Accelerated SIMD Mersenne Twister random number generator in MATLAB

November 20th, 2018 | Categories: Making MATLAB faster, matlab, random numbers, Scientific Software | Tags:

In a recent blog post, Daniel Lemire explicitly demonstrated that vectorising random number generators using SIMD instructions could give useful speed-ups.  This reminded me of the one of the first times I played with the Julia language where I learned that Julia’s random number generator used a SIMD-accelerated implementation of Mersenne Twister called dSFMT to generate random numbers much faster than MATLAB’s Mersenne Twister implementation.

Just recently, I learned that MATLAB now has its own SIMD accelerated version of Mersenne Twister which can be activated like so:

```seed=1;
rng(seed,'simdTwister')
```

This new Mersenne Twister implementation gives different random variates to the original implementation (which I demonstrated is the same as Numpy’s implementation in an older post) as you might expect

```>> rng(1,'Twister')
>> rand(1,5)
ans =
0.4170 0.7203 0.0001 0.3023 0.1468
>> rng(1,'simdTwister')
>> rand(1,5)
ans =
0.1194 0.9124 0.5032 0.8713 0.5324
```

So it’s clearly a different algorithm and, on CPUs that support the relevant instructions, it’s about twice as fast!  Using my very unscientific test code:

```format compact
number_of_randoms = 10000000
disp('Timing standard twister')
rng(1,'Twister')
tic;rand(1,number_of_randoms);toc
disp('Timing SIMD twister')
rng(1,'simdTwister')
tic;rand(1,number_of_randoms);toc
```

gives the following results for a typical run on my Dell XPS 15 9560 which supports AVX instructions

```number_of_randoms =
10000000
Timing standard twister
Elapsed time is 0.101307 seconds.
Timing SIMD twister
Elapsed time is 0.057441 seconds
```

The MATLAB documentation does not tell us which algorithm their implementation is based on but it seems to be different from Julia’s. In Julia, if we set the seed to 1 as we did for MATLAB and ask for 5 random numbers, we get something different from MATLAB:

```julia> using Random
julia> Random.seed!(1);
julia> rand(1,5)
1×5 Array{Float64,2}:
0.236033  0.346517  0.312707  0.00790928  0.48861
```

The performance of MATLAB’s new generator is on-par with Julia’s although I’ll repeat that these timing tests are far far from rigorous.

```julia> Random.seed!(1);

julia> @time rand(1,10000000);
0.052981 seconds (6 allocations: 76.294 MiB, 29.40% gc time)
```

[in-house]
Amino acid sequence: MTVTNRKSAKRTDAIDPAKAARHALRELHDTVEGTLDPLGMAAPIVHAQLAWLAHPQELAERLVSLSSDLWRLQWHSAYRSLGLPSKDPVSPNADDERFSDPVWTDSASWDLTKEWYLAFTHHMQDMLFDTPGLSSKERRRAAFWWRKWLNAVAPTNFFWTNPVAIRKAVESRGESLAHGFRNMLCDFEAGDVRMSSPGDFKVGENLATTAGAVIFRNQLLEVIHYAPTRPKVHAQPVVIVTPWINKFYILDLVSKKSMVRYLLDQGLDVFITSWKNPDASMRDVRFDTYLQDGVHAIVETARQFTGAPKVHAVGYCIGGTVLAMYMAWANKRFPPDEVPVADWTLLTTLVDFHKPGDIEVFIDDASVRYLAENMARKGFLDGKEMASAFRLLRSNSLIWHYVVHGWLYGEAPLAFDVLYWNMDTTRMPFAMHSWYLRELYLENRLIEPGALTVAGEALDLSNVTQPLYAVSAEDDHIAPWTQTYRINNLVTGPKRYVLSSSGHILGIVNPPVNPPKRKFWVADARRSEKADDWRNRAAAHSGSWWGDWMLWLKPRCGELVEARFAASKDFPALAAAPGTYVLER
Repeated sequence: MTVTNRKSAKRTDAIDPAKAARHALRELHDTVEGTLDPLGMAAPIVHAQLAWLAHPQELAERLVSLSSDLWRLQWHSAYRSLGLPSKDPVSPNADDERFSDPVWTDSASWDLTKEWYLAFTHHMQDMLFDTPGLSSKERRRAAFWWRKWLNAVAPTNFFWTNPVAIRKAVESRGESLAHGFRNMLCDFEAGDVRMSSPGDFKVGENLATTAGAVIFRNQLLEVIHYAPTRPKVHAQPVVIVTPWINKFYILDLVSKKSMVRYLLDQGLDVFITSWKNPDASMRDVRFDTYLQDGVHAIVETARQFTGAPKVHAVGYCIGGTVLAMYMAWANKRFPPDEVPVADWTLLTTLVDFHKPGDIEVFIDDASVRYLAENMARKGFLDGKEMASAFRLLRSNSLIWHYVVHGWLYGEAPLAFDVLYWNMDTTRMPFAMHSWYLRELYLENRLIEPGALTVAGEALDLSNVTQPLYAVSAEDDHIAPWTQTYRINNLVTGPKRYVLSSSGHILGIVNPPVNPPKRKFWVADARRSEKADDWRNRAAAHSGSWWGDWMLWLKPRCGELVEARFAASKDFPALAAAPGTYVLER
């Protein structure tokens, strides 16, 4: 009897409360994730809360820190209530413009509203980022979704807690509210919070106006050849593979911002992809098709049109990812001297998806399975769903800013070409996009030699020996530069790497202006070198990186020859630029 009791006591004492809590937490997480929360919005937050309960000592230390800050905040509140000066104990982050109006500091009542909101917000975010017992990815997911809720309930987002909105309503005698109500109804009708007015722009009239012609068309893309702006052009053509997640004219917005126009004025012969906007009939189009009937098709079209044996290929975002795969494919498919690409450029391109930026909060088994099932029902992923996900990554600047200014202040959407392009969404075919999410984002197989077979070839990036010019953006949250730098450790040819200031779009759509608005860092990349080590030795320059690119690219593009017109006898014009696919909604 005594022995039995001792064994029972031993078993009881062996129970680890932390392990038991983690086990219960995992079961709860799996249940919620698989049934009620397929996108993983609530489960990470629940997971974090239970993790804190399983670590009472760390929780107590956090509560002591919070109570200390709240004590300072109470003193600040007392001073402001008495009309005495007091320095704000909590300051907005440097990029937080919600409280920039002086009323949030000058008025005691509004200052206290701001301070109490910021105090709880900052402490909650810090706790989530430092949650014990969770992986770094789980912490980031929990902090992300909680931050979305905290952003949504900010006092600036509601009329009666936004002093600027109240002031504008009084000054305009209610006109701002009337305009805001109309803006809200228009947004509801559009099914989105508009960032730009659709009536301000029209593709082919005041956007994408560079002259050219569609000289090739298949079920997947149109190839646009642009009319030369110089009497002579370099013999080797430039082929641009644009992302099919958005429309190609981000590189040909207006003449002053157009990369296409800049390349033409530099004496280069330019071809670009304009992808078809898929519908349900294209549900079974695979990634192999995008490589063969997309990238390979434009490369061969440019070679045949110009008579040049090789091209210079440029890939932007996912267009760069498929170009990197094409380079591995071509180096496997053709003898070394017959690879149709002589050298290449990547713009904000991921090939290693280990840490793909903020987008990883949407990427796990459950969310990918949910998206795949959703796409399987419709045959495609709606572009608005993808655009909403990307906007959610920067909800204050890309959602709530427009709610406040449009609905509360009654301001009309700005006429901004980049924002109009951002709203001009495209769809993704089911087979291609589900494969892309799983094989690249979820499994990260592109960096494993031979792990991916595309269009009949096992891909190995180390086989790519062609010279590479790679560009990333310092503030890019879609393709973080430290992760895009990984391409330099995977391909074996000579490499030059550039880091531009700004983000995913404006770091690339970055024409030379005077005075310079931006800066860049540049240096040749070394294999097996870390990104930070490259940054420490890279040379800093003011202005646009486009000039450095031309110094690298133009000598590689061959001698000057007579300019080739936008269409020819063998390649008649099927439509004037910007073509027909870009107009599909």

‘Do your buttons do what you think they do?’ One interface designer’s response to ‘Is your Research Software Correct?’

October 1st, 2018 | Categories: programming, RSE | Tags:

A guest blog-post by Catherine Smith of University of Birmingham

In early 2017 I was in the audience at one of Mike Croucher’s ‘Is your research software correct?’ presentations. One of the first questions posed in the talk is ‘how reproducible is a mouse click?’. The answer, of course, is that it isn’t and therefore research processes should be automated and not involve anyone pressing any buttons. This posed something of a challenge to my own work which is primarily about making buttons for researchers to press (and select, drag and drop etc.) in order to present their data in the appropriate scholarly way. This software, for making electronic editions of texts preserved in multiple sources, assists with the alignment and editing of material. Even so, the editor is always in control and that is the way it should be. The lack of automation means reproducibility is a problem for my software but as Peter Shillingsburg, one of the pioneers of digital editing, says ‘editing is an art not a science’: maybe art can therefore be excused, to an extent, from the constraints of automation and, despite their introduction of human decisions, the buttons may be permitted to stay. Nevertheless I still want to know that my software doing what I think it is doing even if I can’t automate what editors choose to do with it. In the discussion that followed the paper I was talking about the complication of testing my interface-heavy software. Mike agreed that it was a complex situation but concluded by saying “if you go away from here and write one test you will have made the world a better place”.

I did just that. In fact I did very little else for the next three months. What started with one Python unit test has so far led to 65 Python unit tests, 82 Javascript unit tests and 54 functional tests using Selenium. The timing of all of this was perfect in that I had just begun a project to migrate all of our web applications to Django. I had one application partially migrated and so I tested that one and even did some test-driven development on the sections that were not yet complete.